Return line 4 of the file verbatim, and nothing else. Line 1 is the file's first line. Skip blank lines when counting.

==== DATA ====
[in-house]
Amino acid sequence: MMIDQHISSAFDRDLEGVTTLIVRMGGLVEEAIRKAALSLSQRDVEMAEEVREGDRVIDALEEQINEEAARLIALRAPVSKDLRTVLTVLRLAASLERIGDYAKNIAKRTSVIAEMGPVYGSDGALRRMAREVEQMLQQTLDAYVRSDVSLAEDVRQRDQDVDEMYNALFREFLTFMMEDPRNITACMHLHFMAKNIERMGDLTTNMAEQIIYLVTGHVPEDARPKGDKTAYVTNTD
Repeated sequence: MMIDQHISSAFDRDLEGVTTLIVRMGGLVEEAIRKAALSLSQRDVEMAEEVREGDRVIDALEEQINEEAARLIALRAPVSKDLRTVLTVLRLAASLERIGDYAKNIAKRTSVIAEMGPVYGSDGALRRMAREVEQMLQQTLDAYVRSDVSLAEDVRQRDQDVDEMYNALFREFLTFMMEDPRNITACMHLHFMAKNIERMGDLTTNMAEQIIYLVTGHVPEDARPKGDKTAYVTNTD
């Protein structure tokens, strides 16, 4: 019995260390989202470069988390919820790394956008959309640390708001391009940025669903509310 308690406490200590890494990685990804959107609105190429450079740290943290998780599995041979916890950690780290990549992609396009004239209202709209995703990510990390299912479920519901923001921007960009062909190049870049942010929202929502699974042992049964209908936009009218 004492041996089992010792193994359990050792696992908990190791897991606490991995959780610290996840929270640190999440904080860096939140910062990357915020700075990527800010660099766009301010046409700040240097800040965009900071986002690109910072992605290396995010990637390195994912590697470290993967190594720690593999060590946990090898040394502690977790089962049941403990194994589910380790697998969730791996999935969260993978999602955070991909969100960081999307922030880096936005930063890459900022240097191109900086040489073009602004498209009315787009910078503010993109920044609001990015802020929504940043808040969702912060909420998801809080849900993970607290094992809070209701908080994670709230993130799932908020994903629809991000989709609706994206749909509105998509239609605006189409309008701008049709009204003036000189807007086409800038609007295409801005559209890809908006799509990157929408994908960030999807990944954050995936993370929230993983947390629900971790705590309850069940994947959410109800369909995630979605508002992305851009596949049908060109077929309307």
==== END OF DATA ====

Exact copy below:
């Protein structure tokens, strides 16, 4: 019995260390989202470069988390919820790394956008959309640390708001391009940025669903509310 308690406490200590890494990685990804959107609105190429450079740290943290998780599995041979916890950690780290990549992609396009004239209202709209995703990510990390299912479920519901923001921007960009062909190049870049942010929202929502699974042992049964209908936009009218 004492041996089992010792193994359990050792696992908990190791897991606490991995959780610290996840929270640190999440904080860096939140910062990357915020700075990527800010660099766009301010046409700040240097800040965009900071986002690109910072992605290396995010990637390195994912590697470290993967190594720690593999060590946990090898040394502690977790089962049941403990194994589910380790697998969730791996999935969260993978999602955070991909969100960081999307922030880096936005930063890459900022240097191109900086040489073009602004498209009315787009910078503010993109920044609001990015802020929504940043808040969702912060909420998801809080849900993970607290094992809070209701908080994670709230993130799932908020994903629809991000989709609706994206749909509105998509239609605006189409309008701008049709009204003036000189807007086409800038609007295409801005559209890809908006799509990157929408994908960030999807990944954050995936993370929230993983947390629900971790705590309850069940994947959410109800369909995630979605508002992305851009596949049908060109077929309307």